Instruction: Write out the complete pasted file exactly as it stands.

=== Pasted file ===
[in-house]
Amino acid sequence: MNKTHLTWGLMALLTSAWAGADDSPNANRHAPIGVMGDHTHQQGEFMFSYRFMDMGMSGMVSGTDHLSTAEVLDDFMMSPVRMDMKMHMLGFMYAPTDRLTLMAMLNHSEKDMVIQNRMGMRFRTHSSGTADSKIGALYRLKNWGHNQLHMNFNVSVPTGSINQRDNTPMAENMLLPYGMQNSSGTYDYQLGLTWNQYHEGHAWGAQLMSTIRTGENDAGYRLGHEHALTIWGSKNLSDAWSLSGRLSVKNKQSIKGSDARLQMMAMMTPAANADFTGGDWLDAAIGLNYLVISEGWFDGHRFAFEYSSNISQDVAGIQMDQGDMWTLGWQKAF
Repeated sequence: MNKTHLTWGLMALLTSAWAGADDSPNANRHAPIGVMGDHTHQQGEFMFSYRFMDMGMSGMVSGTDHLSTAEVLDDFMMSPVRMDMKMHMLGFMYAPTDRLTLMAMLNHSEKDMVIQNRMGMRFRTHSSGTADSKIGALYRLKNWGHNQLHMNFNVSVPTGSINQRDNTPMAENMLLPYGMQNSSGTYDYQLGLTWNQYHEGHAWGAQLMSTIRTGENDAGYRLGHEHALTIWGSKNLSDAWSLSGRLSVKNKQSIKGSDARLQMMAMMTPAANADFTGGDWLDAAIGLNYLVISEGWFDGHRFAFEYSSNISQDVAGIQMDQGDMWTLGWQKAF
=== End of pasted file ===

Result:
[in-house]
Amino acid sequence: MNKTHLTWGLMALLTSAWAGADDSPNANRHAPIGVMGDHTHQQGEFMFSYRFMDMGMSGMVSGTDHLSTAEVLDDFMMSPVRMDMKMHMLGFMYAPTDRLTLMAMLNHSEKDMVIQNRMGMRFRTHSSGTADSKIGALYRLKNWGHNQLHMNFNVSVPTGSINQRDNTPMAENMLLPYGMQNSSGTYDYQLGLTWNQYHEGHAWGAQLMSTIRTGENDAGYRLGHEHALTIWGSKNLSDAWSLSGRLSVKNKQSIKGSDARLQMMAMMTPAANADFTGGDWLDAAIGLNYLVISEGWFDGHRFAFEYSSNISQDVAGIQMDQGDMWTLGWQKAF
Repeated sequence: MNKTHLTWGLMALLTSAWAGADDSPNANRHAPIGVMGDHTHQQGEFMFSYRFMDMGMSGMVSGTDHLSTAEVLDDFMMSPVRMDMKMHMLGFMYAPTDRLTLMAMLNHSEKDMVIQNRMGMRFRTHSSGTADSKIGALYRLKNWGHNQLHMNFNVSVPTGSINQRDNTPMAENMLLPYGMQNSSGTYDYQLGLTWNQYHEGHAWGAQLMSTIRTGENDAGYRLGHEHALTIWGSKNLSDAWSLSGRLSVKNKQSIKGSDARLQMMAMMTPAANADFTGGDWLDAAIGLNYLVISEGWFDGHRFAFEYSSNISQDVAGIQMDQGDMWTLGWQKAF